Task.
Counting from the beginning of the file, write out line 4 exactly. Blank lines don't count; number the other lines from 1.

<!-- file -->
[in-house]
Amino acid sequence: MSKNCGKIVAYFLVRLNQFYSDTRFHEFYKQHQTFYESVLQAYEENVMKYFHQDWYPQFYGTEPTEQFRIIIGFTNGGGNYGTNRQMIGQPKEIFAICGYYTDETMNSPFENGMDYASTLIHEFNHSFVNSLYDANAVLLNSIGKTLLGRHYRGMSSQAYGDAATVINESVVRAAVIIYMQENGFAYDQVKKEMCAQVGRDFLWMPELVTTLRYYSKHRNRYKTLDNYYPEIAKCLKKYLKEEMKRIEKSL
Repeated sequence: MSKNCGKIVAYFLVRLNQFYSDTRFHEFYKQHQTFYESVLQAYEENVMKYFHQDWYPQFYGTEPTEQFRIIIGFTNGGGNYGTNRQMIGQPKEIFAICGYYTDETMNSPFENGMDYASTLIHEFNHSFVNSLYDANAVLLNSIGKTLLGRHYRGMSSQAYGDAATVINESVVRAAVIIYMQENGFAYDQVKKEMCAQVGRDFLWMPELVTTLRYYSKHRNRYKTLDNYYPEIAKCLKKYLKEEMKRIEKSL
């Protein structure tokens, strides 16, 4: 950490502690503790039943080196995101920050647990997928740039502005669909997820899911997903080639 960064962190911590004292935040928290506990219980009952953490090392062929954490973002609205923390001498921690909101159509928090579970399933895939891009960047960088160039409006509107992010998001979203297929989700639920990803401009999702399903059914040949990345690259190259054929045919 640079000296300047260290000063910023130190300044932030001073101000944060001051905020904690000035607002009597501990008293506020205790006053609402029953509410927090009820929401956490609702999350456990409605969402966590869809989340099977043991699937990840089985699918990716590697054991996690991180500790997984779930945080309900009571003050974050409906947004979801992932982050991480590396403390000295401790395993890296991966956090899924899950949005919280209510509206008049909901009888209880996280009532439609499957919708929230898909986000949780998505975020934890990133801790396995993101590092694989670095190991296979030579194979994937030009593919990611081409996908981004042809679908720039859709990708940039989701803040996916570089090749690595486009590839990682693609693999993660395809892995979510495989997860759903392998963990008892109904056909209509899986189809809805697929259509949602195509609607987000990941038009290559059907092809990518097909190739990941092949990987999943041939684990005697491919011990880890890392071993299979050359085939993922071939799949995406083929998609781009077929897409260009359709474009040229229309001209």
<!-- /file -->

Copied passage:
């Protein structure tokens, strides 16, 4: 950490502690503790039943080196995101920050647990997928740039502005669909997820899911997903080639 960064962190911590004292935040928290506990219980009952953490090392062929954490973002609205923390001498921690909101159509928090579970399933895939891009960047960088160039409006509107992010998001979203297929989700639920990803401009999702399903059914040949990345690259190259054929045919 640079000296300047260290000063910023130190300044932030001073101000944060001051905020904690000035607002009597501990008293506020205790006053609402029953509410927090009820929401956490609702999350456990409605969402966590869809989340099977043991699937990840089985699918990716590697054991996690991180500790997984779930945080309900009571003050974050409906947004979801992932982050991480590396403390000295401790395993890296991966956090899924899950949005919280209510509206008049909901009888209880996280009532439609499957919708929230898909986000949780998505975020934890990133801790396995993101590092694989670095190991296979030579194979994937030009593919990611081409996908981004042809679908720039859709990708940039989701803040996916570089090749690595486009590839990682693609693999993660395809892995979510495989997860759903392998963990008892109904056909209509899986189809809805697929259509949602195509609607987000990941038009290559059907092809990518097909190739990941092949990987999943041939684990005697491919011990880890890392071993299979050359085939993922071939799949995406083929998609781009077929897409260009359709474009040229229309001209």